SEMEIOTICS AND SURGICAL METHODOLOGY (B)
Learning outcomes of the course unit
By the end of the course students will:
1. be able to conduct a general and specific medical history;
2. be able to conduct a general medical examination;
3. be able to measure arterial pressure, take a blood sample from the vein and carry out and interpret a standard electrocardiogram;
4. understand the meaning and general pathophysiology of the most frequent signs and symptoms of disease;
5. be familiar with the normal levels for the main laboratory tests of general medical-surgical interest;
6. be able to detect physical signs of disease, be familiar with the most important variations from laboratory parameters and be familiar with the most common diagnostic tests for studying the major organs and systems that fall within the scope of general medicine/surgery;
7. be acquainted with general aspects of epidemiology and prevention of infectious diseases;
8. be familiar with essential notions of medical statistics and of clinical research methodology.
In order to take the exam in Clinical Semeiotics and Methodology students must have passed the exams in Normal Human Anatomy, Physiology and General Pathology.
Course contents summary
General medical history (anamnesis): family, physiological, occupational, past and recent, pharmacological.
General medical examination: nutritional state, skin and appendages, lymph nodes, head and neck, eyes, oropharynx, chest, breast, wrists, abdomen, rectal examination, urogenital system, limbs, joints, muscular system, nervous system, ambulation.
General clinical methodology in surgery: anamnesis, physical clinical examination, diagnostic hypotheses, elements of instrumental diagnostics.
Signs and symptoms of disease: fever, cough, dyspnoea, cyanosis, asthenia, anorexia, vomiting, diarrhoea, constipation, flatulence, intestinal occlusion, jaundice, oedema, ascites, palpitations, chest pain, abdominal pain, migraine, dizziness, fainting and syncope, stress and shock, coma, stroke, bleeding, dysuria, oliguria, anuria, polyuria, haematuria, itching and dermatosis, malnutrition, hypertension and hypotension.
Metabolisms: glucides, lipids, proteins, bile salts, uric acid, iron, water, sodium, potassium, calcium, phosphorus, magnesium, acid – base equilibrium.
Blood and haematopoietic organs: red blood cells, white blood cells, platelets, erythrosedimentation rate, haemostasis, haemoculture, physical findings of signs of disease and methods of study of spleen and lymph nodes, bone marrow needle biopsy. Immune system: blood groups, immunoglobulin, autoantibodies, lymphocyte sub-populations, allergic shock, principal allergy tests.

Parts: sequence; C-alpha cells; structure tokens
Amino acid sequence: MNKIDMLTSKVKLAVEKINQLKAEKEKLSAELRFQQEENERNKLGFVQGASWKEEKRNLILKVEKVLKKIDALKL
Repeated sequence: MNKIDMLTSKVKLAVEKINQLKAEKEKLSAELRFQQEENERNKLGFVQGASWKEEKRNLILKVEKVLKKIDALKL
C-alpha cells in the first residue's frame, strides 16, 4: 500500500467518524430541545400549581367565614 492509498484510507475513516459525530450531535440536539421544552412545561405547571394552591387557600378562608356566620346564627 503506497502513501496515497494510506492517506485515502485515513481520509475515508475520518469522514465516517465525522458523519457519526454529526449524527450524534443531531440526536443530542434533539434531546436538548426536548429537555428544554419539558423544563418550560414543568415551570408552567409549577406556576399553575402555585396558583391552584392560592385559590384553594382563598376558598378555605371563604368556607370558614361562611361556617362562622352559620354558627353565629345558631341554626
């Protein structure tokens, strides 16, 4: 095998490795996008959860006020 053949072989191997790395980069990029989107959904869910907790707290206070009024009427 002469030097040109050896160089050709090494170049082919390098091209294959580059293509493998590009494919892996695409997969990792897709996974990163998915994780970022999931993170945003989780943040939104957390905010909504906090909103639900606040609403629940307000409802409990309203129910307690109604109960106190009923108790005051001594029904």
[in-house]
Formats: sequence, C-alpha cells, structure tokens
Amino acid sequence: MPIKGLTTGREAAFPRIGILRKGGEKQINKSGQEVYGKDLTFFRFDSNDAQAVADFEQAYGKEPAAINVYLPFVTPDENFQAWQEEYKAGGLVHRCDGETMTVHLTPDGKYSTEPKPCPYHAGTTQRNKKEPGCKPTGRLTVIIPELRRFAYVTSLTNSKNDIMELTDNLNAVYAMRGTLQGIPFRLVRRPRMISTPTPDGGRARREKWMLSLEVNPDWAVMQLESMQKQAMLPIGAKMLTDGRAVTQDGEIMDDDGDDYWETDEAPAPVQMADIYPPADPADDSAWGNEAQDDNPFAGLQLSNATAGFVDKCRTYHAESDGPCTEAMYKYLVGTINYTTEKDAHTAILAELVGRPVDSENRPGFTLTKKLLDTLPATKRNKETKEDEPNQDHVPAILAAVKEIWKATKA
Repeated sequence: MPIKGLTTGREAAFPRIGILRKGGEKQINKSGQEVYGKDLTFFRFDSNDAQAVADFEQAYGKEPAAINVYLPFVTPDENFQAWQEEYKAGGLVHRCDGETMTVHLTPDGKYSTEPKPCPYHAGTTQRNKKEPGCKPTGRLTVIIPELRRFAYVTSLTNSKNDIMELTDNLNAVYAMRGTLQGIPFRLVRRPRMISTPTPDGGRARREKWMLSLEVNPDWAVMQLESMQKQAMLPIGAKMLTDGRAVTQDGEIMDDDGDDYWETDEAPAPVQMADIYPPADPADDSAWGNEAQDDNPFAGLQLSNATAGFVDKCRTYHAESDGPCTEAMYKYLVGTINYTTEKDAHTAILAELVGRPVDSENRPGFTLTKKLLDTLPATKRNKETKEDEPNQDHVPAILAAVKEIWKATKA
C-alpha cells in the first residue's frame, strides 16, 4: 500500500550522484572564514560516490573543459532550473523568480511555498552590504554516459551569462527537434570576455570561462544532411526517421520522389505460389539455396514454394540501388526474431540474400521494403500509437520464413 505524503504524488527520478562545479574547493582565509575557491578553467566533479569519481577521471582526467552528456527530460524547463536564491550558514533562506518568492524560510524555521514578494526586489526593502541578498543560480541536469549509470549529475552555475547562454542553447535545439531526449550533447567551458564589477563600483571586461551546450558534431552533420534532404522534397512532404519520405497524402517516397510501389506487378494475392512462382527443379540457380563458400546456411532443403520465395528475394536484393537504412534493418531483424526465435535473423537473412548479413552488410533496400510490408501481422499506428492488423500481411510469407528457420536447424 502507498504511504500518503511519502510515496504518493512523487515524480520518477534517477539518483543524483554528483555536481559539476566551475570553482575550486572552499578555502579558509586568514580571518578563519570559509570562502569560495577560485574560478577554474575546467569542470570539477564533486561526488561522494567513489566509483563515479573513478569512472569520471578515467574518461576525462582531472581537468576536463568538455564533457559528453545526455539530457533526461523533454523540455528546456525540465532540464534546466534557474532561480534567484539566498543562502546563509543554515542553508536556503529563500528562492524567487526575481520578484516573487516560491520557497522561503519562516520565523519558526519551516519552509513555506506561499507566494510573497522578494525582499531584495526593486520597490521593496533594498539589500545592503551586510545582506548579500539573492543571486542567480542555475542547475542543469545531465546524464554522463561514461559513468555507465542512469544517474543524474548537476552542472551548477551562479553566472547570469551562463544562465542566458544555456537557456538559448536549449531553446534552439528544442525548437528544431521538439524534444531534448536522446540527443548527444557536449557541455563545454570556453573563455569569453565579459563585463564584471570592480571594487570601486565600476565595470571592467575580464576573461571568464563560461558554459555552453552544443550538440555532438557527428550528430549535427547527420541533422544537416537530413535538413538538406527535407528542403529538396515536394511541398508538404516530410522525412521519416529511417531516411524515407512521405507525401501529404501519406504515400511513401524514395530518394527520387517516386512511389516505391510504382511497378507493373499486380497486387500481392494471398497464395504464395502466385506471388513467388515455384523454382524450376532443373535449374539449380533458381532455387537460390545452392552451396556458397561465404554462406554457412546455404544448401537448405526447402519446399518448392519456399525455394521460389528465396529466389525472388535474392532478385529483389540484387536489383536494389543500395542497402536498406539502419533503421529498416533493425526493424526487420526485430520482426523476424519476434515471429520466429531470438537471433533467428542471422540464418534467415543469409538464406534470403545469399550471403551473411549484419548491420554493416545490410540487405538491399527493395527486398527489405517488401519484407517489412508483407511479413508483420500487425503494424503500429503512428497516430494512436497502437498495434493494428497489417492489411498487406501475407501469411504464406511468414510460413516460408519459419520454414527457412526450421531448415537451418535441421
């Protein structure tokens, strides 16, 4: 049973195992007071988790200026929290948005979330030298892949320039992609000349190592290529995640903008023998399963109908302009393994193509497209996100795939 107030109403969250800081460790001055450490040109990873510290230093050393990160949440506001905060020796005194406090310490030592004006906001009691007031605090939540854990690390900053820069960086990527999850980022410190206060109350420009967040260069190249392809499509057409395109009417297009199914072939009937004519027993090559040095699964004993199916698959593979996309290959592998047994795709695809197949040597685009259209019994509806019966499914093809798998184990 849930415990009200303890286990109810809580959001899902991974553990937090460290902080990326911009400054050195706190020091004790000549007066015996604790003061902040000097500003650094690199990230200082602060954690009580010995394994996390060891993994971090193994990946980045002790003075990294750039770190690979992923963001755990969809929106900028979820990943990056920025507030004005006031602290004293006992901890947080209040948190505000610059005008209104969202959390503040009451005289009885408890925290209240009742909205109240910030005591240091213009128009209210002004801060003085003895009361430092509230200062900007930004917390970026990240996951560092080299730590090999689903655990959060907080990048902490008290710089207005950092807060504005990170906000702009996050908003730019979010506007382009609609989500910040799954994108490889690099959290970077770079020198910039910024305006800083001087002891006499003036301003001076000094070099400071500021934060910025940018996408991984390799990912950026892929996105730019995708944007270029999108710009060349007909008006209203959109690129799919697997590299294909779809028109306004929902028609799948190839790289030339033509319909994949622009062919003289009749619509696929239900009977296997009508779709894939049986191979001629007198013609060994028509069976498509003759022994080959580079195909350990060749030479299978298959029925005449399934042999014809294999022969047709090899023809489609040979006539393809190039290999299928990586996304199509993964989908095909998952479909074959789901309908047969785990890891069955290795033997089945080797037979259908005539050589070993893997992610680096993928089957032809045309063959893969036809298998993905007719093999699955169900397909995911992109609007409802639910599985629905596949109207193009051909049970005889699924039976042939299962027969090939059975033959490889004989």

Testi consigliati e bibliografia
1. Materiale didattico sul sito.
2. Semeiotica Medica e Metodologia Clinica. Edizioni Minerva Medica, 2010, autore Ranuccio Nuti.
3. Manuale di Semeiotica Medica. Edizioni Mc Graw-Hill, 1998, autori J.L. Wills, H. Schneiderman, edizione italiana a cura di Giorgio Lambertenghi.
4. Semeiotica e Metodologia Chirurgica. Edizioni Goliardiche, 2005, autore Mariano Cherubini.
5. Dottore ... mi posso fidare?. Manuale di medicina comprensibile. Edizioni Avverbi, 2007 autore Giorgio Dobrilla.
6. Igiene e Medicina Preventiva, Vol. I -4. Edizioni Moruzzi, autori Barbuti - Bellelli.
7. Medici umani, pazienti guerrieri. Editore Baldini Castoldi Dalai, 2008, autore Gianni Bonadonna.
8. Diagnosi infermieristiche. Casa Editrice Ambrosiana, 2006, autore L.J. Carpenito - Moyet, edizione italiana a cura di Carlo Calamandrei e Laura Rasero.
The main aim of the practical training programme that takes place during the degree course in Medicine and Surgery is to acquaint students with organisational and care aspects that characterise hospital departments in the medical, surgical, specialist and emergency areas. This training programme provides an initial opportunity for students to interact with nursing staff and clinical and organisational issues. Students are assigned to tutors, under the supervision of teachers and coordinators, enabling them to learn about and develop relationships with other professional figures and to familiarise themselves for the first time with the necessary skills for observing and understanding the fundamental clinical and ethical issues that characterise hospital healthcare organisation.
Interactive Learning Activity (ADI, Attività Didattica Interattiva)
The Interactive Learning Activity (ADI) forms an integral part of the Course in Semeiotics and Clinical Methodology. It consists of practical activity in small groups of students conducted by the course teachers in the relevant medical or surgical departments. The fundamental aims of the ADI are to teach students about initial contact with the patient, conducting a medical history, the general physical examination and the most basic semeiological manoeuvres that they must know before taking the exam. The ADI usually takes place during December and January every year. Every year the course coordinator assigns a certain number of students (15-20) to a teacher. They are split into small groups of 3-4 by the teacher him/herself. Students must contact their ADI teacher to arrange times and methods for completing the ADI: the lists of students and their assigned ADI teachers are displayed on the noticeboard of the Department of Clinical Science (Barbieri building) around November 15 every year and can be viewed on the website.
Assessment methods and criteria